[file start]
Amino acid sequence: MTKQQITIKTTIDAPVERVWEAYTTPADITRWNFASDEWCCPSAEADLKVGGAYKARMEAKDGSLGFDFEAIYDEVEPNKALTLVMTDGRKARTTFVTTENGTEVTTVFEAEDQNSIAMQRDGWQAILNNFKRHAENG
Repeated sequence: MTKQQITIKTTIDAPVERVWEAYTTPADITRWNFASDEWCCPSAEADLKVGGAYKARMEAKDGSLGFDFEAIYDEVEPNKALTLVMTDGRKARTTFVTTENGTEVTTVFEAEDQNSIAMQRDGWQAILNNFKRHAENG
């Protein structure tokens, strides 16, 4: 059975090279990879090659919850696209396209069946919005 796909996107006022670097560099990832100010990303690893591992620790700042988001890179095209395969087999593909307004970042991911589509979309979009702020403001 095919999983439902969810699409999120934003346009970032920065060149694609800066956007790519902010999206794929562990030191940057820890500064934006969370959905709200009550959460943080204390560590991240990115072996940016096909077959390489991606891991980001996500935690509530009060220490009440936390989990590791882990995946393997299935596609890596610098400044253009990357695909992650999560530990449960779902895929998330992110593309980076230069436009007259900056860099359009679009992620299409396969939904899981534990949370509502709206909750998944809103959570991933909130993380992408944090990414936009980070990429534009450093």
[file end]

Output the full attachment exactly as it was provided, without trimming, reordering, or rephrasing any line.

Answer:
Amino acid sequence: MTKQQITIKTTIDAPVERVWEAYTTPADITRWNFASDEWCCPSAEADLKVGGAYKARMEAKDGSLGFDFEAIYDEVEPNKALTLVMTDGRKARTTFVTTENGTEVTTVFEAEDQNSIAMQRDGWQAILNNFKRHAENG
Repeated sequence: MTKQQITIKTTIDAPVERVWEAYTTPADITRWNFASDEWCCPSAEADLKVGGAYKARMEAKDGSLGFDFEAIYDEVEPNKALTLVMTDGRKARTTFVTTENGTEVTTVFEAEDQNSIAMQRDGWQAILNNFKRHAENG
């Protein structure tokens, strides 16, 4: 059975090279990879090659919850696209396209069946919005 796909996107006022670097560099990832100010990303690893591992620790700042988001890179095209395969087999593909307004970042991911589509979309979009702020403001 095919999983439902969810699409999120934003346009970032920065060149694609800066956007790519902010999206794929562990030191940057820890500064934006969370959905709200009550959460943080204390560590991240990115072996940016096909077959390489991606891991980001996500935690509530009060220490009440936390989990590791882990995946393997299935596609890596610098400044253009990357695909992650999560530990449960779902895929998330992110593309980076230069436009007259900056860099359009679009992620299409396969939904899981534990949370509502709206909750998944809103959570991933909130993380992408944090990414936009980070990429534009450093």